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  10. David M. Rasmussen (1993). Rights--The New Quarrel Between the Ancients and the Moderns. Review of Metaphysics 47 (2):368-369.score: 84.0
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  11. Cropsey, Joseph & [From Old Catalog] (1964). Ancients and Moderns; Essays on the Tradition of Political Philosophy in Honor of Leo Strauss. New York, Basic Books.score: 81.0
  12. Andreas Kalyvas (2008). The Democratic Agonism of the Ancients Compared to That of the (Post)Moderns. In Andrew Schaap (ed.), Law and Agonistic Politics. Ashgate Pub. Company.score: 81.0
     
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  13. M. L. Monheit (2001). The Culture of the High Renaissance: Ancients and Moderns in Sixteenth-Century Rome. By Ingrid D. Rowland. The European Legacy 6 (6):847-847.score: 81.0
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  14. Patrick Riley (2001). Rousseau, Fénelon, and the Quarrel Between the Ancients and the Moderns. In , The Cambridge Companion to Rousseau. Cambridge University Press. 78--93.score: 81.0
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  15. H. J. Rose (1933). The Ancients in the Moderns Mythology and the Renaissance Tradition in English Poetry. By Douglas Bush. Pp. Viii+360. Minneapolis: University of Minnesota Press (London: Milford), 1932. Cloth, $4 or 24s. Classical Mythology in the Poetry of Edmund Spenser. By Henry Gibbons Lotspeich. Pp. X + 126. Princeton: University Press, 1932. Paper, 12s. [REVIEW] The Classical Review 47 (04):147-148.score: 81.0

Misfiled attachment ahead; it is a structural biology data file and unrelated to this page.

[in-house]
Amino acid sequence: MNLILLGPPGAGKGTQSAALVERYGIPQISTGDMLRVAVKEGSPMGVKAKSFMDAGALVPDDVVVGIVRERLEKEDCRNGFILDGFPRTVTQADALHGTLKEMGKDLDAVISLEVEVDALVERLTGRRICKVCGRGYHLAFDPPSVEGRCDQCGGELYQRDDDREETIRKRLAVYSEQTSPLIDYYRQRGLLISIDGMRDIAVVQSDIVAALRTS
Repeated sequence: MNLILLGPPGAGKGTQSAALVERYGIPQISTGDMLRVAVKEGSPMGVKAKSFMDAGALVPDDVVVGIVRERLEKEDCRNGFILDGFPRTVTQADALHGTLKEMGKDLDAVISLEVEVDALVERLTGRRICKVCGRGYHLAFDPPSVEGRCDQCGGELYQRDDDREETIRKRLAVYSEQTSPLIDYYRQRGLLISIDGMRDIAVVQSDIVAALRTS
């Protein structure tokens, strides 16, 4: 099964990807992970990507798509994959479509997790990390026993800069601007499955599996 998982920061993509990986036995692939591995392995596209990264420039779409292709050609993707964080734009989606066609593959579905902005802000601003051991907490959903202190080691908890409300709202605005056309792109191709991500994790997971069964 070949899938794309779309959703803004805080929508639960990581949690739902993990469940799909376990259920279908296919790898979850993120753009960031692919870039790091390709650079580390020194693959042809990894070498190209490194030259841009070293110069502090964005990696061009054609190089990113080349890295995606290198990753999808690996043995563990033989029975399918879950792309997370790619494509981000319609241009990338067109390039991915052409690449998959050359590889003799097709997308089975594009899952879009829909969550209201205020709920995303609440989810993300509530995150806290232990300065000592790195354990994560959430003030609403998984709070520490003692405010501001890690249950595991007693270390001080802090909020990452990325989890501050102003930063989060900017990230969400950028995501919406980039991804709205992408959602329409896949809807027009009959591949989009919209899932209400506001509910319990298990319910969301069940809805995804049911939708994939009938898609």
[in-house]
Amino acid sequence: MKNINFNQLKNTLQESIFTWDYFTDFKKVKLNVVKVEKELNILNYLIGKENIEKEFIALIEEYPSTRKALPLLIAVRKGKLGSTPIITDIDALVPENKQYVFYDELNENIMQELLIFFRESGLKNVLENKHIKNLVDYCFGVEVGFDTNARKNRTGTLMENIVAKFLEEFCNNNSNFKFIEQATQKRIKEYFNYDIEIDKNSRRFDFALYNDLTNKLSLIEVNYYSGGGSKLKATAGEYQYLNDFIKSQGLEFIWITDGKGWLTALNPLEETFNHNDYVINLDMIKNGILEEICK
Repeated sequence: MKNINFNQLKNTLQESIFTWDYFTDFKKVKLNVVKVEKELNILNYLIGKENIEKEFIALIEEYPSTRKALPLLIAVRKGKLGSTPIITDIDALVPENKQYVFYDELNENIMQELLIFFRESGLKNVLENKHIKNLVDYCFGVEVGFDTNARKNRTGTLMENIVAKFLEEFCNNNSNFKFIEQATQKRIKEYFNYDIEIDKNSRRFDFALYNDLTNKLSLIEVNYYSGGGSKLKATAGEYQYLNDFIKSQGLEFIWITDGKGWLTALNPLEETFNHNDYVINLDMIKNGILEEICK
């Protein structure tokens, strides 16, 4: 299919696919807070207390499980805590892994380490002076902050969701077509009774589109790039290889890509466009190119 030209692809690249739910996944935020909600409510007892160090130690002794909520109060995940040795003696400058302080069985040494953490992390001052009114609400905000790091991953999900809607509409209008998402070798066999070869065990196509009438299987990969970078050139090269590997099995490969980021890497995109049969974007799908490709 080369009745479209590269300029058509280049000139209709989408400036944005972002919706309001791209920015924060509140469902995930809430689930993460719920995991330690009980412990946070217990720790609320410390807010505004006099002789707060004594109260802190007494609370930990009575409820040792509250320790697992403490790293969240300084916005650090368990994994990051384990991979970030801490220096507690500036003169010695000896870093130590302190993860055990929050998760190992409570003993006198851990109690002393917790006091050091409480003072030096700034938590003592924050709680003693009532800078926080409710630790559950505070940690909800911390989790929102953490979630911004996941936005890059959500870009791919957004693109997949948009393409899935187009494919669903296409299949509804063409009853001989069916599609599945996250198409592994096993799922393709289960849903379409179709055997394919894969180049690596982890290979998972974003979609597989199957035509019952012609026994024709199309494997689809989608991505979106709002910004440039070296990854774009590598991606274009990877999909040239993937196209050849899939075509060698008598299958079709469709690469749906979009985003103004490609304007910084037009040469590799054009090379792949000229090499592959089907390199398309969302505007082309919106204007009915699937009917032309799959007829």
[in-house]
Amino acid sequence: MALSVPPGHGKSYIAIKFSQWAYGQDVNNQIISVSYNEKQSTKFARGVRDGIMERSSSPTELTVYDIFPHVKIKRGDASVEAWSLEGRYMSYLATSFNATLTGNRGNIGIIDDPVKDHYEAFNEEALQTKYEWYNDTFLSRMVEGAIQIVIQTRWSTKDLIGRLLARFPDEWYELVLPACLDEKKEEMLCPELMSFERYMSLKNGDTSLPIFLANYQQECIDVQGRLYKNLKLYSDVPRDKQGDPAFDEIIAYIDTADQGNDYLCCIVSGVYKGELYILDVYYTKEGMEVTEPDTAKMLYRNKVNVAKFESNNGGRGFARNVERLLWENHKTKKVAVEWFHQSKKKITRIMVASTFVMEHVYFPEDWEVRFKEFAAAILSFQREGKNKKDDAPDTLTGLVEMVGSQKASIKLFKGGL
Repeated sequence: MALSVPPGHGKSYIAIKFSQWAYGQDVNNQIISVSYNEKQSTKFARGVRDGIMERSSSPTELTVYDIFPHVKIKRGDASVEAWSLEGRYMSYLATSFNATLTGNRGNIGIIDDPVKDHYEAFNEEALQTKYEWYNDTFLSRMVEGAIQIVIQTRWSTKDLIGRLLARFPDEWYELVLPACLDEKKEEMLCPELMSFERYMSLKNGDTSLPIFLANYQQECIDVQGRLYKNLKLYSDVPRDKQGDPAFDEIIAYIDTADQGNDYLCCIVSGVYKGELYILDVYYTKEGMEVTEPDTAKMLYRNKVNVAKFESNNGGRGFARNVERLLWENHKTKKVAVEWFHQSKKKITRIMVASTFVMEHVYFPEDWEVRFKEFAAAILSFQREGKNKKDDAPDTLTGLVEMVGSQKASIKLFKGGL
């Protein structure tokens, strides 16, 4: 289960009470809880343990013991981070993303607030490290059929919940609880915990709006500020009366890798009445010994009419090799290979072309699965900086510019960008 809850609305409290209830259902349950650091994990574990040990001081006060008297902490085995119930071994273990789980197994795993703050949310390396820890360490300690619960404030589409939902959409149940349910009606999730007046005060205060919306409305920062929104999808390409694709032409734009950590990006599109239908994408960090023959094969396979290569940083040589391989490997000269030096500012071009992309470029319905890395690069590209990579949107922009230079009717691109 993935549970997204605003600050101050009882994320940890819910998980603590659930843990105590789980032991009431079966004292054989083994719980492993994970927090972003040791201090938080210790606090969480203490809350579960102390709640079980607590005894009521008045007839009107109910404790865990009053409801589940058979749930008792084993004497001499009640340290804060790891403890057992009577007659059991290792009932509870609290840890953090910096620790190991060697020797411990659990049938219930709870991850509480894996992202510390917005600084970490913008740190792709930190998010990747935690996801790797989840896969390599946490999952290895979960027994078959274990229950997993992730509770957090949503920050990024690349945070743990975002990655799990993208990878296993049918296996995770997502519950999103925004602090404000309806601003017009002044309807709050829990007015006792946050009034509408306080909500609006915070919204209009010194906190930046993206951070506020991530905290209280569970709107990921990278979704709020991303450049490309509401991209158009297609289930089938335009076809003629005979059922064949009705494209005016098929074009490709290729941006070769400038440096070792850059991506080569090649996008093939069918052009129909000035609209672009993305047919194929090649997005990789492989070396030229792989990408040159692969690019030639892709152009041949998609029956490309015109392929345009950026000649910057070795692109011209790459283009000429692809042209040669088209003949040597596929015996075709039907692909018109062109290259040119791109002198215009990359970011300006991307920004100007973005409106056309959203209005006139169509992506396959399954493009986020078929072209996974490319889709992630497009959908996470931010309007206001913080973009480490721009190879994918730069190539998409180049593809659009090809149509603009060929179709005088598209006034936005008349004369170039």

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  16. Carl A. Rubino (forthcoming). The Invisible Worm: Ancients and Moderns in" The Name of the Rose". Substance.score: 81.0
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  17. Pierre Force (2009). Voltaire and the Necessity of Modern History. Modern Intellectual History 6 (3):457-484.score: 68.5
    This article revisits what has often been called the of Voltaire's historical work. It looks at the methodological and philosophical reasons for Voltaire's deliberate focus on modern history as opposed to ancient history, his refusal to in judging the past, and his extreme selectiveness in determining the relevance of past events to world history. Voltaire's historical practice is put in the context of the quarrel of the ancients and the moderns, and considered in a tradition of universal history (...)
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  18. David Rapport Lachterman (1989). The Ethics of Geometry: A Genealogy of Modernity. Routledge.score: 67.5
    The Ethics of Geometry is a study of the relationship between philosophy and mathematics. Essential differences in the ethos of mathematics, for example, the customary ways of undertaking and understanding mathematical procedures and their objects, provide insight into the fundamental issues in the quarrel of moderns with ancients. Two signal features of the modern ethos are the priority of problem-solving over theorem-proving, and the claim that constructability by human minds or instruments establishes the existence of relevant entities. These (...)
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  19. Bernard G. Prusak (2005). The Ancients, the Moderns, and the Court. Proceedings of the American Catholic Philosophical Association 79:189-200.score: 66.0